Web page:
Factors compounding the crises are homelessness, substance misuse and mistrust of institutions.

“Mistrust of institutional systems is very much real. Sometimes the survivor is unwilling to provide a statement and without that it is increasingly difficult to get justice for that woman,” she said.

She added that the task force recognizes that Native youth are most at risk when they are caught up in mainstream foster care systems.

“That’s why it’s so important to work with the cities, (counties and states) where children get caught in the systems,” she said.

Non-Native child welfare systems are supposed to transfer tribally enrolled children back to tribal courts under the Indian Child Welfare Act of 1978. But, if the mainstream agency doesn’t identify tribal affiliation, the child can get lost in the system and left without protection of their family, tribe and community.

Outreach & collaboration

In reaching out to community organizations that have been working on the ground for a long time, like Tewa Women United, Salazar called out for unity.

“It is through togetherness we will solve the crisis once and for all,” she stressed.

During her presentation, Salazar brought attention to the work of Meskee Yatsayte, Diné, who organized the “Navajo Nation’s Missing Persons Update.”

Through the update, Yatsayte helps families by creating and distributing flyers, reaching out to the media and fundraising. Recently she raised money to purchase a drone to help in missing person searches over rough terrains.

Denise Billy, Diné, coordinator for the New Mexico U.S. Attorney’s Missing and Murdered Indigenous Persons office, has been networking with the task force and the task force to help identify missing Diné relatives.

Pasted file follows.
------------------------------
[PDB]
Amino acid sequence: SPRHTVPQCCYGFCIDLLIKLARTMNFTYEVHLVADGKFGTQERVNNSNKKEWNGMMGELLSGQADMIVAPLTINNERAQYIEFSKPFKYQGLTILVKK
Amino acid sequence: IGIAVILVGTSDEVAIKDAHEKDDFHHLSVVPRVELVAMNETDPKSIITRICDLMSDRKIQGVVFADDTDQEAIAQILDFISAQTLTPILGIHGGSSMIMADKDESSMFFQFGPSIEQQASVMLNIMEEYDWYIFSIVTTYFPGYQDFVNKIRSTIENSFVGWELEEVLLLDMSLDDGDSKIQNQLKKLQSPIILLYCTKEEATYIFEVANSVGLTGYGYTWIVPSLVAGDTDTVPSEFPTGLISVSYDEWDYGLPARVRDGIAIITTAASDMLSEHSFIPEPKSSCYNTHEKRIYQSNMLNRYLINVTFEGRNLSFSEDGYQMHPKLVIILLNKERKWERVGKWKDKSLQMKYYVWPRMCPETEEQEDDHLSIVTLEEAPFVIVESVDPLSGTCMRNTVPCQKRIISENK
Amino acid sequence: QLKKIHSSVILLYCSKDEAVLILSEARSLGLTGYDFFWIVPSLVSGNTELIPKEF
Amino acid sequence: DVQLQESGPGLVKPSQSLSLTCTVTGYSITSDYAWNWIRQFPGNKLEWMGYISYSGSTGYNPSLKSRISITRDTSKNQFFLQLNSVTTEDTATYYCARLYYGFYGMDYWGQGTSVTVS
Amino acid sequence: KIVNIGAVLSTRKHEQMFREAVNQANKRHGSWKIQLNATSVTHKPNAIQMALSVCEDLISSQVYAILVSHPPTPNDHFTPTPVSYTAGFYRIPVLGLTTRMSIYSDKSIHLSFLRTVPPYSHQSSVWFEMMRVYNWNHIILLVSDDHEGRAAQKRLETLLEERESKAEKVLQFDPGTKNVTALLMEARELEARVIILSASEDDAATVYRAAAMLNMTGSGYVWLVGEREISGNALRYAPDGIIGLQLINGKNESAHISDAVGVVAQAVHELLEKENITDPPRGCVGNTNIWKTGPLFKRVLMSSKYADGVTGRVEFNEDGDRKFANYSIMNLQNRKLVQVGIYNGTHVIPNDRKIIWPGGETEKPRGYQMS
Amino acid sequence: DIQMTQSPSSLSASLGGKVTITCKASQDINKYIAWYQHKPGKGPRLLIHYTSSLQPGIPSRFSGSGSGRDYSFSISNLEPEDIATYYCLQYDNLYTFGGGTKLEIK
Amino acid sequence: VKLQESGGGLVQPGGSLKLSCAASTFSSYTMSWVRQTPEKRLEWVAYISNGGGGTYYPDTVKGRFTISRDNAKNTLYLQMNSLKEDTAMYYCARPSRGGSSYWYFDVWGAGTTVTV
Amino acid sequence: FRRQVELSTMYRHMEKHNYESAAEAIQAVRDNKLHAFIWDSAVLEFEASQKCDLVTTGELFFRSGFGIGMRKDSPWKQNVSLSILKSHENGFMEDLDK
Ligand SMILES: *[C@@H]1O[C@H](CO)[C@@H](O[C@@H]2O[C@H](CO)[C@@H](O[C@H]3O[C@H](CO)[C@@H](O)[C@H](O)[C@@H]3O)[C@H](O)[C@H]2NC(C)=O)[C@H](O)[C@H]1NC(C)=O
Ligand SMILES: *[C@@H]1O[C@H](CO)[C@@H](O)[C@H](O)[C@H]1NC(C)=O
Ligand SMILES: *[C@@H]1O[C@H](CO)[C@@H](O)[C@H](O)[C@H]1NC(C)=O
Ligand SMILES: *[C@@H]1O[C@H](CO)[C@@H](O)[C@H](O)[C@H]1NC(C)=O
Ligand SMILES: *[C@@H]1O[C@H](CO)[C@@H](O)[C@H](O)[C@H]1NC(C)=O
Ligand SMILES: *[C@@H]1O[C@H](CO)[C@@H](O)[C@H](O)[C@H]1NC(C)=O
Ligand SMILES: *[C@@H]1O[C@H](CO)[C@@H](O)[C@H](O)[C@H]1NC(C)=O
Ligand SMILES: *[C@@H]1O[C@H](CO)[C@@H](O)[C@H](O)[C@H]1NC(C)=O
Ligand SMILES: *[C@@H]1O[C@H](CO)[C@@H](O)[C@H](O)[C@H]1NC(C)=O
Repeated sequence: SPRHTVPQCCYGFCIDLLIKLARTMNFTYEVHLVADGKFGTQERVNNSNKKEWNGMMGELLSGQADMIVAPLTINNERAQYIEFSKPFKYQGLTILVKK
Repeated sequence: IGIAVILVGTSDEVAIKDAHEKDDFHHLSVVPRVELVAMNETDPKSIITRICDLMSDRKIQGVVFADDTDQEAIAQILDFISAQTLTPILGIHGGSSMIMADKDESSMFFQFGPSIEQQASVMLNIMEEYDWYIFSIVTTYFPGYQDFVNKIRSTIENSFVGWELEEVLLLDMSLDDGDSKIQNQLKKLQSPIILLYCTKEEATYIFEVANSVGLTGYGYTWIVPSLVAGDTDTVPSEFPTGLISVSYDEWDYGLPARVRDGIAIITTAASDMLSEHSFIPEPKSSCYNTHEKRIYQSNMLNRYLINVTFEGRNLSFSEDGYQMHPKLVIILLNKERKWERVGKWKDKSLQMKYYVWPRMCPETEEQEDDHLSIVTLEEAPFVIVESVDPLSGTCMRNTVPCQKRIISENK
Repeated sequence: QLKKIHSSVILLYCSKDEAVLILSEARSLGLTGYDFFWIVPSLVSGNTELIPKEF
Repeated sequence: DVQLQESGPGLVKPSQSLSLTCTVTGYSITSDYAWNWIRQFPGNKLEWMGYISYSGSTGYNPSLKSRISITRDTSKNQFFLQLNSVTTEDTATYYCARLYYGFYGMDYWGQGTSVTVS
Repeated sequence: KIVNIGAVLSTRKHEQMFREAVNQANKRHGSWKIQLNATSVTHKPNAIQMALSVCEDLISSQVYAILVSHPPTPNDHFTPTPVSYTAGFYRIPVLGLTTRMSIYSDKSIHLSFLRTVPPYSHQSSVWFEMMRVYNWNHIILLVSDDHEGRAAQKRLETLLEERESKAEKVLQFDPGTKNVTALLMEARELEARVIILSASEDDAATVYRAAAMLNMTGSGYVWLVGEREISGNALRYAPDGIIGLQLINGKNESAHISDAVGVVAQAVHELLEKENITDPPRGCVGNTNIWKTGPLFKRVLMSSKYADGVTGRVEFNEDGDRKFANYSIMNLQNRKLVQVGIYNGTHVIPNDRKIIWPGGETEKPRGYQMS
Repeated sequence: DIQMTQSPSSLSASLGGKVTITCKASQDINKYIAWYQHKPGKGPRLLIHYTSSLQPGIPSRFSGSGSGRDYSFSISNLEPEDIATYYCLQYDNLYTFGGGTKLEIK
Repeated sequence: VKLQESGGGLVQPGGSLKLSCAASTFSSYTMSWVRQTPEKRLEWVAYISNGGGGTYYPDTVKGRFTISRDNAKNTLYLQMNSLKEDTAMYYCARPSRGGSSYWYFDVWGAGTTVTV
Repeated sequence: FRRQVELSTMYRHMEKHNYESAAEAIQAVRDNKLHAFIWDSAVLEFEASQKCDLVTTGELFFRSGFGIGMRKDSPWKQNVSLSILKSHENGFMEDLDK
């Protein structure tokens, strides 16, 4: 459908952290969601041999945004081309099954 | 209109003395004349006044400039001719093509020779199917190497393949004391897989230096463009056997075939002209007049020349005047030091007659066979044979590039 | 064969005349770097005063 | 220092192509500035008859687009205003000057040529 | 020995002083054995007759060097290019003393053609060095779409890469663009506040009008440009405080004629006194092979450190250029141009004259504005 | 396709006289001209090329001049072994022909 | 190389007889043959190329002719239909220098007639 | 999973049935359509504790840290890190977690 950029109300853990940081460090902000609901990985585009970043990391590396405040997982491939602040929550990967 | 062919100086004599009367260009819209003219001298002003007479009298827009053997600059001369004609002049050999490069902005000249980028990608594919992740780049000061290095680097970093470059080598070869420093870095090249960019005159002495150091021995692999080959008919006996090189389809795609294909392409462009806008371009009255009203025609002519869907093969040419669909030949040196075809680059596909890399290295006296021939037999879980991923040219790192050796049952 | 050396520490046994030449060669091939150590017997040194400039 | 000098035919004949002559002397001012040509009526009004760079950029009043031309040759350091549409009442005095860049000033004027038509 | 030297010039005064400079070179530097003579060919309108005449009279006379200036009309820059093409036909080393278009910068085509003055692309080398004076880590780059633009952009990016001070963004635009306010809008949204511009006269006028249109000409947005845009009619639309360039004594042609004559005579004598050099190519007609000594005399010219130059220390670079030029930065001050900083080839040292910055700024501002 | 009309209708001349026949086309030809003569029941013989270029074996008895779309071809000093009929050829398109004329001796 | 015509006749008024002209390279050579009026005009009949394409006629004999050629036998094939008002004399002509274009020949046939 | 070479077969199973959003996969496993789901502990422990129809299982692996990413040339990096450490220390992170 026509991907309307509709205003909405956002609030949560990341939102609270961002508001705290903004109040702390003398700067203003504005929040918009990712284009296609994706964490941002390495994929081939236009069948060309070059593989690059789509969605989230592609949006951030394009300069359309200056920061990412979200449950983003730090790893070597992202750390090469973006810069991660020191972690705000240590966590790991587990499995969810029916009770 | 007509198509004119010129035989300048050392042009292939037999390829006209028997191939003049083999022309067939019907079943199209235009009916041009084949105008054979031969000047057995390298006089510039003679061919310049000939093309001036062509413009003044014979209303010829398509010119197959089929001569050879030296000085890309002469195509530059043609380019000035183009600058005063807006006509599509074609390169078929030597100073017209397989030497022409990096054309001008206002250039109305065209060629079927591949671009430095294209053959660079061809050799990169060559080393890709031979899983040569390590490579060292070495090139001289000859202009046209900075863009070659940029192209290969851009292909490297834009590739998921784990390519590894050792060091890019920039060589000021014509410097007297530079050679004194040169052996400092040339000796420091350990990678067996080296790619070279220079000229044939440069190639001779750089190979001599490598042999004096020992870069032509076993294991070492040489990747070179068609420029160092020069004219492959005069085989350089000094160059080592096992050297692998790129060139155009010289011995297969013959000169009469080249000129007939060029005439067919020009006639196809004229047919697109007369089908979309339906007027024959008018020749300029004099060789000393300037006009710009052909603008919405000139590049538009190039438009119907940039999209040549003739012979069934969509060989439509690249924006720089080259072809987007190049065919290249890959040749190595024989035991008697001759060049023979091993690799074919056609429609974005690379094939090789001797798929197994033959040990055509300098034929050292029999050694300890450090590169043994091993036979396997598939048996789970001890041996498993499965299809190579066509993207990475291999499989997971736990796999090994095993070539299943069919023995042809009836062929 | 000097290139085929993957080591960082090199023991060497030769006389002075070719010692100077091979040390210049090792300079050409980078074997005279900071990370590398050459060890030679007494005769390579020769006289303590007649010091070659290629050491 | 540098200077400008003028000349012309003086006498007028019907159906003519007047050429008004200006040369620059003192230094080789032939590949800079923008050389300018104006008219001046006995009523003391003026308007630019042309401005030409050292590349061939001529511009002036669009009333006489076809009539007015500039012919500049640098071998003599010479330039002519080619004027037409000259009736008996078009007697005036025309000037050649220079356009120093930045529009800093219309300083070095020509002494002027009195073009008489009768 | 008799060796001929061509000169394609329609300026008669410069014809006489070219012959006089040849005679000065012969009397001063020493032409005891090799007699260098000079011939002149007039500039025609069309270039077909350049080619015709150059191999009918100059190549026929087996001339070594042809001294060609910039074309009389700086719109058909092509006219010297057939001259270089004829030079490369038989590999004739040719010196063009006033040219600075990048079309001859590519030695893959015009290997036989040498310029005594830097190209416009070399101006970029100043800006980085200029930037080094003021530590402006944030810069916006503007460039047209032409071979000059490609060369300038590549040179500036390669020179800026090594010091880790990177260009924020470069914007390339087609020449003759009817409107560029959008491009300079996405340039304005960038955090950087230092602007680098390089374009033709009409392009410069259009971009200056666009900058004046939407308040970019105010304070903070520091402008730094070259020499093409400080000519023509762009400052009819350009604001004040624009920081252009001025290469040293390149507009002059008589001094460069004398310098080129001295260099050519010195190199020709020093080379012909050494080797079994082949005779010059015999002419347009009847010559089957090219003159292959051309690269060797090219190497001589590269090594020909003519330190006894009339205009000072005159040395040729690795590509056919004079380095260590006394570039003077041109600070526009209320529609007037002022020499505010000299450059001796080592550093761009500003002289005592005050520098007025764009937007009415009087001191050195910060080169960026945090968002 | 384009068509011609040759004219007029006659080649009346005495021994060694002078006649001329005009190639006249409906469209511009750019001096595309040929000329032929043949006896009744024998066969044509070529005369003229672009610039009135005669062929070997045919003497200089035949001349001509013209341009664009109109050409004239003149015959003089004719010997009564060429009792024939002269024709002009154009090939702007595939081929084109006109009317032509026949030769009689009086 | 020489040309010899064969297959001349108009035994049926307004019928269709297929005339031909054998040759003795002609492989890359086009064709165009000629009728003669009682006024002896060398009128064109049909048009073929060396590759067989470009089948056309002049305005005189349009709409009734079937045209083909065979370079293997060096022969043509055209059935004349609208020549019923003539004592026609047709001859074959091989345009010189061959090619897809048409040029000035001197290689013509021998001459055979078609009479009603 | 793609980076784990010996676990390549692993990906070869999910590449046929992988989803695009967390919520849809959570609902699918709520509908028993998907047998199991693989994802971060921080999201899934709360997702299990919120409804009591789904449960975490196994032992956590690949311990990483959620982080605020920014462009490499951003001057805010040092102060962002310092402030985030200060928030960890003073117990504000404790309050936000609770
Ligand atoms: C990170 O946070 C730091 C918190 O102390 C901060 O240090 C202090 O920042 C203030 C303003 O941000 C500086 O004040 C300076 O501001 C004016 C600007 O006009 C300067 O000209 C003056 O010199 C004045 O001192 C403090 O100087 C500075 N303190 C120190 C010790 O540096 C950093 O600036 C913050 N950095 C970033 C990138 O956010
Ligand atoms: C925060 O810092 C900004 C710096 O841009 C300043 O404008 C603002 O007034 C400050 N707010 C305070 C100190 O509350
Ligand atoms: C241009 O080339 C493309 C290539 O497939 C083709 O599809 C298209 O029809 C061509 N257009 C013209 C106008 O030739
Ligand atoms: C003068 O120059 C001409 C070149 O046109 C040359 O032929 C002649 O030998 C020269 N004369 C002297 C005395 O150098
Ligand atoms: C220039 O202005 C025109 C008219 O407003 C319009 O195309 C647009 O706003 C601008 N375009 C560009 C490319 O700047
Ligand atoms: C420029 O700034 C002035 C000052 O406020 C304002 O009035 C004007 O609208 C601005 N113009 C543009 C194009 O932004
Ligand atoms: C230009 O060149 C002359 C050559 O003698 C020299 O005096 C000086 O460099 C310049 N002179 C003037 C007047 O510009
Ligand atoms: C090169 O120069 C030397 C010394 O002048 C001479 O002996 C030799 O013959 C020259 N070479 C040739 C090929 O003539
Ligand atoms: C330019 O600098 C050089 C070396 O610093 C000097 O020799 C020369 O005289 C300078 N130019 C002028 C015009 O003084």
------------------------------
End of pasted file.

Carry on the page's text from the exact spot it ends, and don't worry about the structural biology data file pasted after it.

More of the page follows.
According to a statement from the U.S. Attorney’s office, the Gallup Police recently reported 12 missing persons and Farmington Police reported 13 missing and four active homicide cases. Billy is still waiting to hear from the San Juan County Sheriff’s Department, Albuquerque Police Department and others.

Community outreach

To secure community input from the 23 New Mexico tribes, nations and Pueblos, the task force is distributing three surveys in September and October, one for service providers and law enforcement, one for community members and one for survivors of violence.

Anyone interested in filling out the survey can call 505-476-1600.

“The local voice is critical to capture the true need that exists in each community to address the crisis,” Salazar said, adding that care is taken to ensure that families and survivors aren’t re-traumatized.

The task force also plans to work with the federal initiative Operation Lady Justice. As part of Operation Lady Justice, a cold case office has been set up at the BIA complex on 12th and Indian School.

Beyond the Task Force

The task force has a deadline of Nov. 1 to present a report to Lujan-Grisham and the Legislature. After that, it will be up to the state to take action on the recommendations.

“We need a dedicated staff. There is a lot of work to be done,” Salazar said.

She added that efforts also need to focus on prevention.

“How do we keep people from going missing?” she asked.

Information: or, Navajo Nation Missing Persons Update on GoFundMe and Facebook, and visit